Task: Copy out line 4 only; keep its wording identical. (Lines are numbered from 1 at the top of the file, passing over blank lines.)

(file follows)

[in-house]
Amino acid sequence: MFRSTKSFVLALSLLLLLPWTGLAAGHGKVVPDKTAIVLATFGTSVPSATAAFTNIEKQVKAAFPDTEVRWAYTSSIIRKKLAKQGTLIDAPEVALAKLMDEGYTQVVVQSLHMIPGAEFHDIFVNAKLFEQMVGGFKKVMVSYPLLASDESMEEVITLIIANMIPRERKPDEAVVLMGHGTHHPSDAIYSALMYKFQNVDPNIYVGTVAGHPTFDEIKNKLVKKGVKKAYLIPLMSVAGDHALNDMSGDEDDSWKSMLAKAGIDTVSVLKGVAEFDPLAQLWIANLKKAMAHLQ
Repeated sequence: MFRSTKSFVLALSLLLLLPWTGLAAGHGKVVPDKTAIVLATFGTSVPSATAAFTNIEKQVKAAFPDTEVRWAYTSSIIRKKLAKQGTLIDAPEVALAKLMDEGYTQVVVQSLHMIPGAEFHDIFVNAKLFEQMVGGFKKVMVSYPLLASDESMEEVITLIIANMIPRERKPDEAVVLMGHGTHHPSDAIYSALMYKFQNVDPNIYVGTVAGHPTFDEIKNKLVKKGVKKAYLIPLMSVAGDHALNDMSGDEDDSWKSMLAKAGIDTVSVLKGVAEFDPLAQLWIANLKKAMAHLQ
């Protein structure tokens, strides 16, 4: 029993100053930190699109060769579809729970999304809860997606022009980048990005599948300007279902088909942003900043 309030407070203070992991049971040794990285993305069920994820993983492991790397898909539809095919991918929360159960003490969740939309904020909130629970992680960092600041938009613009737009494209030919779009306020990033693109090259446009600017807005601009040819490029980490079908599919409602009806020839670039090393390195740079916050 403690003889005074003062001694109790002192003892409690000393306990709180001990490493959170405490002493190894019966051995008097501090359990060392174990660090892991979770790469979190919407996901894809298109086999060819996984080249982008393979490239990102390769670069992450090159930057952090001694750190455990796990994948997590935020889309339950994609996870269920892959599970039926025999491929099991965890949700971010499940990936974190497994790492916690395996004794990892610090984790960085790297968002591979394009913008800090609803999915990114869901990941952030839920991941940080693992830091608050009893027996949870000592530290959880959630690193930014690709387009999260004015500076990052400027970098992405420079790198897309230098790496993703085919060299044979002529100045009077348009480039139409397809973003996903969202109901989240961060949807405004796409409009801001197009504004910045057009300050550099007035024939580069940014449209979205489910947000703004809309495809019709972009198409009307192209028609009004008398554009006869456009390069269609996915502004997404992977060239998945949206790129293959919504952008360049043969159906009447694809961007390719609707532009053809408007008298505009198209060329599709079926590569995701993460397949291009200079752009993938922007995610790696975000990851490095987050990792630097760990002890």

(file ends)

């Protein structure tokens, strides 16, 4: 029993100053930190699109060769579809729970999304809860997606022009980048990005599948300007279902088909942003900043 309030407070203070992991049971040794990285993305069920994820993983492991790397898909539809095919991918929360159960003490969740939309904020909130629970992680960092600041938009613009737009494209030919779009306020990033693109090259446009600017807005601009040819490029980490079908599919409602009806020839670039090393390195740079916050 403690003889005074003062001694109790002192003892409690000393306990709180001990490493959170405490002493190894019966051995008097501090359990060392174990660090892991979770790469979190919407996901894809298109086999060819996984080249982008393979490239990102390769670069992450090159930057952090001694750190455990796990994948997590935020889309339950994609996870269920892959599970039926025999491929099991965890949700971010499940990936974190497994790492916690395996004794990892610090984790960085790297968002591979394009913008800090609803999915990114869901990941952030839920991941940080693992830091608050009893027996949870000592530290959880959630690193930014690709387009999260004015500076990052400027970098992405420079790198897309230098790496993703085919060299044979002529100045009077348009480039139409397809973003996903969202109901989240961060949807405004796409409009801001197009504004910045057009300050550099007035024939580069940014449209979205489910947000703004809309495809019709972009198409009307192209028609009004008398554009006869456009390069269609996915502004997404992977060239998945949206790129293959919504952008360049043969159906009447694809961007390719609707532009053809408007008298505009198209060329599709079926590569995701993460397949291009200079752009993938922007995610790696975000990851490095987050990792630097760990002890």